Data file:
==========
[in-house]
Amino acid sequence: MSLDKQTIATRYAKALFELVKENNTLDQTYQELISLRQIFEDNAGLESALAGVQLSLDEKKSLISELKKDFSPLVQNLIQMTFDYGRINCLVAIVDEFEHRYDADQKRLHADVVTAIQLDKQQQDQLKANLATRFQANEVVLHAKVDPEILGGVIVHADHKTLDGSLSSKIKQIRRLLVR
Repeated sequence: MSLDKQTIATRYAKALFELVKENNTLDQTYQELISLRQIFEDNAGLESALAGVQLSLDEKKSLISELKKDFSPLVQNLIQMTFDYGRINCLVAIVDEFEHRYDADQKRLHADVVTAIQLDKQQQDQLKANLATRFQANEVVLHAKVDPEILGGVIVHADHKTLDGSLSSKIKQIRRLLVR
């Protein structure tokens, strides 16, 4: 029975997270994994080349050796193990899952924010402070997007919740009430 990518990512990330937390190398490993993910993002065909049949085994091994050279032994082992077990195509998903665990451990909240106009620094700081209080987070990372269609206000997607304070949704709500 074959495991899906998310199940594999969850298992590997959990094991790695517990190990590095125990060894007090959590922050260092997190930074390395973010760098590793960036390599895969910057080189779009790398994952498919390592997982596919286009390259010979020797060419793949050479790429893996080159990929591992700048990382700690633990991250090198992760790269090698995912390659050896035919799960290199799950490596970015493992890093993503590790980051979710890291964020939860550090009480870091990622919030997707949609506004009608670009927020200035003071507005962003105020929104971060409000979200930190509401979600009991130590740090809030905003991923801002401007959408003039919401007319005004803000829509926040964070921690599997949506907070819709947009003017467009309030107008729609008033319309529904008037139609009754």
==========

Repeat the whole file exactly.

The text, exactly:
[in-house]
Amino acid sequence: MSLDKQTIATRYAKALFELVKENNTLDQTYQELISLRQIFEDNAGLESALAGVQLSLDEKKSLISELKKDFSPLVQNLIQMTFDYGRINCLVAIVDEFEHRYDADQKRLHADVVTAIQLDKQQQDQLKANLATRFQANEVVLHAKVDPEILGGVIVHADHKTLDGSLSSKIKQIRRLLVR
Repeated sequence: MSLDKQTIATRYAKALFELVKENNTLDQTYQELISLRQIFEDNAGLESALAGVQLSLDEKKSLISELKKDFSPLVQNLIQMTFDYGRINCLVAIVDEFEHRYDADQKRLHADVVTAIQLDKQQQDQLKANLATRFQANEVVLHAKVDPEILGGVIVHADHKTLDGSLSSKIKQIRRLLVR
């Protein structure tokens, strides 16, 4: 029975997270994994080349050796193990899952924010402070997007919740009430 990518990512990330937390190398490993993910993002065909049949085994091994050279032994082992077990195509998903665990451990909240106009620094700081209080987070990372269609206000997607304070949704709500 074959495991899906998310199940594999969850298992590997959990094991790695517990190990590095125990060894007090959590922050260092997190930074390395973010760098590793960036390599895969910057080189779009790398994952498919390592997982596919286009390259010979020797060419793949050479790429893996080159990929591992700048990382700690633990991250090198992760790269090698995912390659050896035919799960290199799950490596970015493992890093993503590790980051979710890291964020939860550090009480870091990622919030997707949609506004009608670009927020200035003071507005962003105020929104971060409000979200930190509401979600009991130590740090809030905003991923801002401007959408003039919401007319005004803000829509926040964070921690599997949506907070819709947009003017467009309030107008729609008033319309529904008037139609009754």